When we look at his supporting cast, and I don’t believe that to be a slight to either of these players, but a frank assessment of just how skilled Decay is, both Lee "TTuba" Ho-sung and Min "Jerry” Tae-hee cover all the bases you need to field and pilot any metagame that a potential Hero Pool could throw at you. Both fine players, TTuba exceeded expectations on Genji, while his Pharah matched them. And for all the misgivings of the 2020 Boston Uprising, Jerry was an impressive part of the team, and if you’re able to shine on a team that is consistently poor, then there is further potential to unlock. While people eye the later move as something of a questionable take due to how impressive Lee "Stitch" Chung-hee was in the 2020 Overwatch League playoffs. And while we tend to agree and can find common ground with that, this can be mutually exclusive; Stitch did have an impressive performance, but that doesn’t mean that the Justice are missing out on a mid-to-long range hitscan DPS player—they have Decay.

That is where the fence posts begin to fall; I believe the 2021 Washington Justice aim to move Decay more into that dedicated hitscan role spanning both flanking heroes and heroes like Widowmaker and Ashe, allowing TTuba the spotlight at flex, and having Jerry come in during metagames like Ashe/Tracer and other double-hitscan compositions. 

Last but certainly not least, we should look towards the coaching staff, not to measure them as the leaders of this promising roster, but as signposts that point us in a direction of things to come. Personal coach for the Washington Justice, Lee "Hocury" Ho-cheol, previously worked with teams like GC Busan during the APEX era and with Seoul Dynasty through as a coach and as a general manager. More interestingly, Han "Sup7eme" Seung-jun, is the new head coach of the Justice and if the name sounds familiar its because he worked with the Hangzhou Spark in seasons past.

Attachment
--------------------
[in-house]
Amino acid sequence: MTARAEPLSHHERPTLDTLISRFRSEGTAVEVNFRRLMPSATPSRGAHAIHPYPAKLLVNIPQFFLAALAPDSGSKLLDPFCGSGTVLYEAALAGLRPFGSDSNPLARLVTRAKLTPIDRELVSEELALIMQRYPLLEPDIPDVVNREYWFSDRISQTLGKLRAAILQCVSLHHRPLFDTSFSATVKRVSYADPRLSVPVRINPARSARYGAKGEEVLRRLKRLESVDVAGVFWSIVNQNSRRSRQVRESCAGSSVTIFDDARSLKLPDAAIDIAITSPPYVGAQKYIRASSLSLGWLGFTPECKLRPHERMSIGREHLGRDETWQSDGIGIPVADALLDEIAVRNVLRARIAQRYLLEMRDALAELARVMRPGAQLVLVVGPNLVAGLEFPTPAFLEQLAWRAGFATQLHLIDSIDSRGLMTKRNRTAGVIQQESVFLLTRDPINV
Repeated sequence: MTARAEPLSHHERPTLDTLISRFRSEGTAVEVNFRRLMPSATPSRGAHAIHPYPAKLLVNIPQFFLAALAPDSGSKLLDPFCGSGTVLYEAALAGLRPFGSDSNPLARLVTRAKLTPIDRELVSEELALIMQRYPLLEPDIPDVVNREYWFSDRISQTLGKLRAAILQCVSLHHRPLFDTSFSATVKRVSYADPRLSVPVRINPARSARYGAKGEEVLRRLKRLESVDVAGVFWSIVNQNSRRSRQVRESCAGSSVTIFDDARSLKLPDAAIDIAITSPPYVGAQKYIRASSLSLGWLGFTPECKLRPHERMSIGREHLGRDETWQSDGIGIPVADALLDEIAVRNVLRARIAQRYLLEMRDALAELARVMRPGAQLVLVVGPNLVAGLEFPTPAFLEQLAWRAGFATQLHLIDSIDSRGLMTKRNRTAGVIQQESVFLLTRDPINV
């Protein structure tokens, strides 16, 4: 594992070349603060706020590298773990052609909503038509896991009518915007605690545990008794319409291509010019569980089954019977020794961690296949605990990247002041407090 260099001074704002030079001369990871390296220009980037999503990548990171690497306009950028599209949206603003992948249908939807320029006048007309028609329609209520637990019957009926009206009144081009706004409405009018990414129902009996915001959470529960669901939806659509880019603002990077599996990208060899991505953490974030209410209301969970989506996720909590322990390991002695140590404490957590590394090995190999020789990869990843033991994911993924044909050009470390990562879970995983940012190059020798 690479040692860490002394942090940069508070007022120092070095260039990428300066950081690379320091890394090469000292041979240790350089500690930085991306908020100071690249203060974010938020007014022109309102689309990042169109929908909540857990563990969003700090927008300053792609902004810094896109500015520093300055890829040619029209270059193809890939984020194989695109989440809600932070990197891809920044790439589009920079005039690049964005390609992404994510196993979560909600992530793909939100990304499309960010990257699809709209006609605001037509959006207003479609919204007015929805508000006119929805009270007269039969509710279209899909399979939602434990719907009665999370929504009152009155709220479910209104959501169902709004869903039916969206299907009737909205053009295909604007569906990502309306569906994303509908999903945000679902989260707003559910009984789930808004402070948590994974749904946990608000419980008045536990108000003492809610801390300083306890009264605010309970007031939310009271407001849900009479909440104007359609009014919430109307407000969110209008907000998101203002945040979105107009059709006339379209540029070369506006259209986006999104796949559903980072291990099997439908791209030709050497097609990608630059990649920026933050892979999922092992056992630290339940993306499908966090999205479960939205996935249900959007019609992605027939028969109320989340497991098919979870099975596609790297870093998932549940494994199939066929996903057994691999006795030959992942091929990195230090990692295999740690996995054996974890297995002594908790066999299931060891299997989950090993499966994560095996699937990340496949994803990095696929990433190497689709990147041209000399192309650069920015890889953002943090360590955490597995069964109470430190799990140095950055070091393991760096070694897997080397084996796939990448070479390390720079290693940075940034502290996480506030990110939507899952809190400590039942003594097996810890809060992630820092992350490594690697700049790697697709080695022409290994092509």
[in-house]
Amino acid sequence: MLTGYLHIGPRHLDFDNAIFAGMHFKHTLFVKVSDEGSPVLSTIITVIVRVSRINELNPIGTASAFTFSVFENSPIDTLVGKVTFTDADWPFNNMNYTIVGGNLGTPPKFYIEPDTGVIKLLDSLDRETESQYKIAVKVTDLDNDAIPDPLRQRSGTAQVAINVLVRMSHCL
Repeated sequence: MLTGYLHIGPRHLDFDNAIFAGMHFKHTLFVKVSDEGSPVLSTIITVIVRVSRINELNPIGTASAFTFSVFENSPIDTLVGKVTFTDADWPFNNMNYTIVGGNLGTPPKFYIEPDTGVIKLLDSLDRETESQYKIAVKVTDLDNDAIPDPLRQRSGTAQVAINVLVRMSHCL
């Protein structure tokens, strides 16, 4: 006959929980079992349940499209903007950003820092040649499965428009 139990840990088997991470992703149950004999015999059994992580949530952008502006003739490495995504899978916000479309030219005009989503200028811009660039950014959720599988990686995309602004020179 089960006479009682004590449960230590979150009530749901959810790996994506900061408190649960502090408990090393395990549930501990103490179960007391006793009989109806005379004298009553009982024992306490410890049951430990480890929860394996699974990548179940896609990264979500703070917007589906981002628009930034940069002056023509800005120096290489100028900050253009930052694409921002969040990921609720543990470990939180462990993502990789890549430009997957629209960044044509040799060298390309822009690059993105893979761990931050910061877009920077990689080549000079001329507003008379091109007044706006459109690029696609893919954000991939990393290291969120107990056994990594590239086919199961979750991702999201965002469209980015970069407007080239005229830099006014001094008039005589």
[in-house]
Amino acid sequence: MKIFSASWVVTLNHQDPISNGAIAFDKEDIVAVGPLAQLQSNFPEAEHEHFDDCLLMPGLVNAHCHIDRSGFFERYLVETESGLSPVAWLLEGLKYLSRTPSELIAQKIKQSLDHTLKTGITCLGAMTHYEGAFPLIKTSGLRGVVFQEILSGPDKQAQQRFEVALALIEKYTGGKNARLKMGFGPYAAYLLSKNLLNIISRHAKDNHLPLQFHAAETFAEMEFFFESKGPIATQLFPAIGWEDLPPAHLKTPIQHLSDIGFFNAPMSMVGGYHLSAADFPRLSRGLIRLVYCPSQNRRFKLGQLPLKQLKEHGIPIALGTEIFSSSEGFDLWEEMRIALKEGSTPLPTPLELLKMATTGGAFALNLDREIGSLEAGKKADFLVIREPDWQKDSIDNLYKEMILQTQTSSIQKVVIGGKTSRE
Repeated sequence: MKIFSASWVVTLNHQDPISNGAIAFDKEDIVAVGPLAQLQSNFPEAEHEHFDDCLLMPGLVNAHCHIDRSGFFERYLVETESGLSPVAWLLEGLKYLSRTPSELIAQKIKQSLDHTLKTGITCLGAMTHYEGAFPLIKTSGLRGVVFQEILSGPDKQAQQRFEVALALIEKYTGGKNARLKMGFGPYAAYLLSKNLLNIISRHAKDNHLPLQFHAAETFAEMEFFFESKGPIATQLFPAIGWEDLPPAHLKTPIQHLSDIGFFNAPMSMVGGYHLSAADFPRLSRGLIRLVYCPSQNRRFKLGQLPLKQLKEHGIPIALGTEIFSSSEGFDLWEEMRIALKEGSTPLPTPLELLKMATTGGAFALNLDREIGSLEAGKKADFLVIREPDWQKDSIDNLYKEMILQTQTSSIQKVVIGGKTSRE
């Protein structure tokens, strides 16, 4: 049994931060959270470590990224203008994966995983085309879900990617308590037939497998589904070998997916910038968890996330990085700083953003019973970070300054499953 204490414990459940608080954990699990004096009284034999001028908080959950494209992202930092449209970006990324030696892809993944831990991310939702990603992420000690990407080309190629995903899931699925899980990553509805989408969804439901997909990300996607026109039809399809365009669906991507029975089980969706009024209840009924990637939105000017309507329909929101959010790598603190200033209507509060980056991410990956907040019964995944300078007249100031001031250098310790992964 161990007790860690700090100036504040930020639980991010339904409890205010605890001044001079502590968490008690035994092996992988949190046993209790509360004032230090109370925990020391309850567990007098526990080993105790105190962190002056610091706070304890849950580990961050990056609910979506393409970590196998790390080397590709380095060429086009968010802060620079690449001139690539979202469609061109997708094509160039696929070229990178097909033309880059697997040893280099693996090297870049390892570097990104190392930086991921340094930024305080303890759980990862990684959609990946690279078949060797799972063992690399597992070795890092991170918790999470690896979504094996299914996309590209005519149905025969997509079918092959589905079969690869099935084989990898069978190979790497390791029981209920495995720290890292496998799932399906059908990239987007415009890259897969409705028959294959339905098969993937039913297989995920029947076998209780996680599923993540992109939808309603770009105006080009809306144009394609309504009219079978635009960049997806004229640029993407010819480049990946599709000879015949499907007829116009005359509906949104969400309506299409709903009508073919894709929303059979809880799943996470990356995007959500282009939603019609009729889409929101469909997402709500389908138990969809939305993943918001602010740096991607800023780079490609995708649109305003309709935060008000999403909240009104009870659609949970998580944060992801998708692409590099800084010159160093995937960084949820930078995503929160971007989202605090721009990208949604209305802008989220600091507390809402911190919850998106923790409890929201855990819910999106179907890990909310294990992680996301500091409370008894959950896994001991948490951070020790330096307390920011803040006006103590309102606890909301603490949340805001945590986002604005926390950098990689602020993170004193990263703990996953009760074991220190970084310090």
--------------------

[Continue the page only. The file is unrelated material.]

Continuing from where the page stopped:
Assistant coach Park "Chilhwa" Min-hyung has worked with WGS Armamament and O2 Blast during his stint in Overwatch Contenders. The coaching staff have more than a modicum of success; while not title contenting on their own merit, they have positive track records which has to stand for something. However, when it comes to finalising the roster and making some speculative projections, you start by looking at their history.

I often talk about the “duckling theory”, an idea I proposed around general roster building that says “if you follow the coaches, the players will come.” If you hold any stock within this theory and you understand the history of where Hocury and Sup7eme come from, the Washington Justice have leads on some impressive players that would round out this team very nicely. That said, this leads us nicely to one final, sobering fact; the Justice still are not finished with their roster-building process. There is still a ton of work to do for Washington to finally have a team they can be proud of, but if the offseason work the Justice brass have done so far is any metric to measure off of, proud won’t be an adequate descriptor of this team.


After a disappointing last few years, Washington D.C might just land a top team in the Overwatch League.


Images via Blizzard Entertainment

Overwatch News
Esports Calendar